Using Yoga Nidra to reduce PTSD symptoms
Yoga nidra or ‘yogic sleep’ is an ancient but little-known yogic practice that’s becoming increasingly popular as both a form of meditation and a mind-body therapy for PTSD sufferers.
The guided technique induces a complete physical, mental and emotional relaxation through guided meditation – you are neither asleep nor awake and similarly, you are not concentrating nor hypnotised. As such, unlike exercise-based yogas, yoga nidra’s health benefits are more closely akin to those of meditation practices.
The simple five-stage process of yoga nidra begins with a body scan to engage the physical body, and incorporates meditation on the breath, the balancing of emotional states, visualization, and self-healing.
It’s a deceptively simple practice and so is appealing to people who might feel intimidated by yoga postures or traditional seated meditation.
Yoga nidra is performed lying down, typically lasts for 35 to 40 minutes at a time and is said to be as restorative as 3 hours of sleep. Practitioners say that it often brings immediate physical benefits, such as reduced stress and better sleep, but most importantly for those with PTSD, research shows that it has the potential to heal psychological wounds.
Jacqui Suttie, founder of PTSD UK initially practised yoga nidra to replace some of the sleep she was missing as a result of hypervigilance, ‘I felt an instant flow of energy after a yoga nidra session – I found it easier to replace the sleep I was missing at night with a yoga nidra practise during the day as my hypervigilance didn’t allow me to nap during the day either. I found it easier to practise alone, but knowing that my husband was in the room next door allowed me relax more fully.’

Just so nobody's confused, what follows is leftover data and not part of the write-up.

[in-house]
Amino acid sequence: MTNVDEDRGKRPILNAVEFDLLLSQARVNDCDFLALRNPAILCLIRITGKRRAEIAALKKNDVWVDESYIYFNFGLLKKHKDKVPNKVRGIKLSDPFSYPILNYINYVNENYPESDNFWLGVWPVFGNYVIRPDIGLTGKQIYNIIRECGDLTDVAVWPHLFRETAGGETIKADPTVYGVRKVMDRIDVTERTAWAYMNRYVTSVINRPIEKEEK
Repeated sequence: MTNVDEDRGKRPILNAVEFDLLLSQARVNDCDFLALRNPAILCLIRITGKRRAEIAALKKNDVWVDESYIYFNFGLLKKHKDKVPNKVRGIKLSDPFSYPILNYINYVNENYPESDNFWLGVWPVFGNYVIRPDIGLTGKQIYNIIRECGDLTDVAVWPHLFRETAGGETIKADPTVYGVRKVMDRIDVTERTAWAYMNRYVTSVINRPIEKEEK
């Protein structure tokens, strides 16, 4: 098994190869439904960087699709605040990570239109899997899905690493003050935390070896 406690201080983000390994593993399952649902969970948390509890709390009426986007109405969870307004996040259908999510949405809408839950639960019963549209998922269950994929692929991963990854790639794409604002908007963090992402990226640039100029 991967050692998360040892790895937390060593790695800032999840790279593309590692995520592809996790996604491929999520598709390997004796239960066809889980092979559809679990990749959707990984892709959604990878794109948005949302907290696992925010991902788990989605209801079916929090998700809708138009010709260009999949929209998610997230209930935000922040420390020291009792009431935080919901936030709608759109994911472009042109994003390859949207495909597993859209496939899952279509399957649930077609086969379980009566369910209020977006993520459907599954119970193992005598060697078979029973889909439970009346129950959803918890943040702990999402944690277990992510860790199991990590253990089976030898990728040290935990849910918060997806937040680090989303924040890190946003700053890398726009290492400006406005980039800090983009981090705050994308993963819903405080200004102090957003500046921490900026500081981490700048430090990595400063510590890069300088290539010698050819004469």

There are many different approaches to the practice, and each has its own value and purpose, but all yoga nidra represents a state in which an individual demonstrates all the symptoms of deep, non-REM sleep, including alpha, beta and delta brain waves (delta waves are most consistent with deep non-REM sleep, alpha waves indicate deep physical relaxation, and beta waves suggest alert functioning of the waking state.)
IMAGE: Samathi by Natesh Ramasamy
SOURCES: Defining Yoga-Nidra: Traditional Accounts, Physiological Research, and Future Directions, Stephen Parker, PsyD,, Swami Veda Bharati, DLitt,Manuel Fernandez, PhD6, The Luminescent, Kamakhya Kumar. 2008. ‘A Study on the impact on stress and anxiety through Yoga Nidra’. Indian Journal of Traditional Knowledge, Vol. 7 (3) July 2008, pp. 401- 44., Heal You First, Yoga Journal, Boston Globe, 5809 Yoga,
Typically consisting of ‘pranayama’ (breathing exercises), ‘asanas’ (stretching and posture work), and meditation, yoga teaches individuals how to befriend their bodies, and therefore be better equipped to navigate the complexities of trauma and its physiological effects. This article will answer
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